Anne's home from 1815, Shibden Hall, was a small West Yorkshire manor house, about two miles from Halifax, built about 1420 by the Otes family. It was subsequently lived in by the wealthy Savile family and then by the Waterhouse family. When Shibden was sold in 1612 by Edward Waterhouse, to stave off impending bankruptcy, it was bought by members of the Hemingway family who were cousins of the Listers. The tenant in 1614 was Samuel Lister, a clothier who, by the marriage of his sons to their cousins, contrived to bring Shibden into Lister family ownership in 1619.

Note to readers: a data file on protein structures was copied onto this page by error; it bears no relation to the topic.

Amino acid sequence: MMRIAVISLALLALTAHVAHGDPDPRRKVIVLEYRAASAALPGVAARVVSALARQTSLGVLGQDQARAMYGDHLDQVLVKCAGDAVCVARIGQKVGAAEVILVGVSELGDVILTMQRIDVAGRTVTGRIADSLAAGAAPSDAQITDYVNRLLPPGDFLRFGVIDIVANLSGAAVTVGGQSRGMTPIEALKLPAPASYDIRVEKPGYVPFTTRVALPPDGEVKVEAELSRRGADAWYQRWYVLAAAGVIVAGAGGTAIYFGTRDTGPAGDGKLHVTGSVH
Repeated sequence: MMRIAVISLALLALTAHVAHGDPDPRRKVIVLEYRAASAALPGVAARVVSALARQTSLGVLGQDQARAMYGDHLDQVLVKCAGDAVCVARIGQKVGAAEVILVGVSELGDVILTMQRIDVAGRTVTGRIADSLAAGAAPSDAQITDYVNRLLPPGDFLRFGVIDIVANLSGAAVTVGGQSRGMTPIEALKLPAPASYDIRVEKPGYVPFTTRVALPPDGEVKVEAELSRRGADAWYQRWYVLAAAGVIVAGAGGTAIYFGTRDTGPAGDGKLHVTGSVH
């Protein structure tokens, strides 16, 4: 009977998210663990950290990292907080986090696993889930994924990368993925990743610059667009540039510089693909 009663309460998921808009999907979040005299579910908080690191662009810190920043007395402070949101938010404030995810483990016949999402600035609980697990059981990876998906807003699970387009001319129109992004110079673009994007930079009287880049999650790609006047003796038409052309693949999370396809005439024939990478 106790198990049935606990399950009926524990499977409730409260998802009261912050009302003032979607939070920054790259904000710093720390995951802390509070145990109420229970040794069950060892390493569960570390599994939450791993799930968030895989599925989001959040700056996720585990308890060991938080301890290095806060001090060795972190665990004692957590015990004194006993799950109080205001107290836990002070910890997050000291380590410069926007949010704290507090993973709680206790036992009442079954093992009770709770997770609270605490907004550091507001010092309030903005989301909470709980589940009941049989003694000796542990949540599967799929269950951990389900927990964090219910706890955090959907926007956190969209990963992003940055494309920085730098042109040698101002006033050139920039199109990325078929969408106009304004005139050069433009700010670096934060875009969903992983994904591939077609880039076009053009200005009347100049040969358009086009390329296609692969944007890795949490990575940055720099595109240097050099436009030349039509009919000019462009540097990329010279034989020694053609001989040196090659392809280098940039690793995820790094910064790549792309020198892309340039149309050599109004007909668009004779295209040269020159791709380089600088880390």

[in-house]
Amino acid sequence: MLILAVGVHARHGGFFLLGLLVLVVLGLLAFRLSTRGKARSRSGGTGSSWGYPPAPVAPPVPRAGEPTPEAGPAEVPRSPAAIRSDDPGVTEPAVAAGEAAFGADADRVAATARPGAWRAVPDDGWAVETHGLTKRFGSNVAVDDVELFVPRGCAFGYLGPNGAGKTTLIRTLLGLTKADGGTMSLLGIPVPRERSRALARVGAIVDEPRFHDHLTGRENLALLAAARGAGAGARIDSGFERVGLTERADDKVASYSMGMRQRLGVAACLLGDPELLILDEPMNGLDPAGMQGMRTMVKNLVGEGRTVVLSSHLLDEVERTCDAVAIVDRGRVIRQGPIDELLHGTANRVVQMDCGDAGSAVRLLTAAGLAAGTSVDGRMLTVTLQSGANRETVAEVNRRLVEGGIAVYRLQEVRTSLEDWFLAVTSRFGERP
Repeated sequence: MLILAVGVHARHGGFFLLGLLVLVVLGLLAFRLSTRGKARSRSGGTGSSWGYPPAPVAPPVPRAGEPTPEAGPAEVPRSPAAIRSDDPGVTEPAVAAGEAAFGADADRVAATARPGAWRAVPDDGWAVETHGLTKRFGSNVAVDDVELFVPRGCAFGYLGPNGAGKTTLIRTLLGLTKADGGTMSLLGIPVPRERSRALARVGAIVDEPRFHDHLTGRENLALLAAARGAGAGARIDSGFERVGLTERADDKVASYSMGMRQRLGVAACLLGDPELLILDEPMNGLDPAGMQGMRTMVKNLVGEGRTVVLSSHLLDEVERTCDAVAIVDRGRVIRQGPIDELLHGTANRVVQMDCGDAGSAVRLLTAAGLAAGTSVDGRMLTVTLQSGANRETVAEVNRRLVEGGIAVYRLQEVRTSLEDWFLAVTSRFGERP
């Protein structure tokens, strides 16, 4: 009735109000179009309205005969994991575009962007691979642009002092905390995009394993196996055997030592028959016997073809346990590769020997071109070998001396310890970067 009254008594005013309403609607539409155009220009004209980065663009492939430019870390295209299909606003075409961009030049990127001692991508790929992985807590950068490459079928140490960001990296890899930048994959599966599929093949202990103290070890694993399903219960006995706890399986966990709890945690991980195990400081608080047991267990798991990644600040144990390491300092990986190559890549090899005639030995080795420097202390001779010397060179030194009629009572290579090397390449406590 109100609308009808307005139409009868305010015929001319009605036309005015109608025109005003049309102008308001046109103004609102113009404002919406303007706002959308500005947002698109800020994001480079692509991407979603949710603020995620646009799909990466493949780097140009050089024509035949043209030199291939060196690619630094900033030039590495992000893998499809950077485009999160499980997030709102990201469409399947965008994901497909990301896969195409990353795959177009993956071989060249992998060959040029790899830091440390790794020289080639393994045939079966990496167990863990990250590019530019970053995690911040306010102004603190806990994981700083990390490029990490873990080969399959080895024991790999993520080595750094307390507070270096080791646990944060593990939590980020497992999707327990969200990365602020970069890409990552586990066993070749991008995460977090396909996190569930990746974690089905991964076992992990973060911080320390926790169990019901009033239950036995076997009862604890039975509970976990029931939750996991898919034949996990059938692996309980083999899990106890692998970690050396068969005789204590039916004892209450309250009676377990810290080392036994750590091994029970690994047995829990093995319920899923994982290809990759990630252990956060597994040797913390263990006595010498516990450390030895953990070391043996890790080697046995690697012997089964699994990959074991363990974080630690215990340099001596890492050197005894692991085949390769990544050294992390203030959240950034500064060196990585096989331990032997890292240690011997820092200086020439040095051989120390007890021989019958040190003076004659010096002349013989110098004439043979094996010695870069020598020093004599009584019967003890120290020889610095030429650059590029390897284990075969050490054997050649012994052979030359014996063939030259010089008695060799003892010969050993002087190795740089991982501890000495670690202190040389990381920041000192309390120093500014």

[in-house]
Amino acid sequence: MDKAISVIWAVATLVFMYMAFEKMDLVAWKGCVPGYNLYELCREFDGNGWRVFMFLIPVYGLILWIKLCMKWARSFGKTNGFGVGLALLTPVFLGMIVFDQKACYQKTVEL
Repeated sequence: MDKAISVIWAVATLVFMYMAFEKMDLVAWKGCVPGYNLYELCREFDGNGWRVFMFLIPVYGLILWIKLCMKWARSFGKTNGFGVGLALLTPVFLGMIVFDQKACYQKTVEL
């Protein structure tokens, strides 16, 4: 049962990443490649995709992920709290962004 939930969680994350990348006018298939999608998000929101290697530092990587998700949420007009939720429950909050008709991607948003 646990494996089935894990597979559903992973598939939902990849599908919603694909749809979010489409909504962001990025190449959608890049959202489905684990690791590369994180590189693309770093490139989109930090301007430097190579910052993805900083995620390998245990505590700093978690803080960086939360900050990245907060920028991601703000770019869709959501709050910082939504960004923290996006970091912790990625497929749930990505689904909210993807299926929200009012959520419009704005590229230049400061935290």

Anne set herself a programme of self-education so that she could manage the estate of some 400 acres, with revenues from agricultural rents, mining and quarrying and she became an astute business woman in a male-dominated society. Although she came to love Shibden, Anne recognised the shortcomings of the “comfortless house” and wanted a far grander and more imposing property. Once she had full control of Shibden in 1836 following the deaths of her aunt Anne and her father Jeremy Lister, she set about creating it with her architect John Harper. In fact, Anne would probably not recognise the building as we know it today because work was still continuing when she set out for Russia in 1839. The main changes which came about were the terracing of the south lawn, the opening up of the low ceilinged housebody, a Norman style tower at the west end with water closet, and in the park, a cascade through a wilderness, an ornamental lake, and a carriage drive to Godley with gatehouse. Other planned changes were beyond Anne’s budget or died with her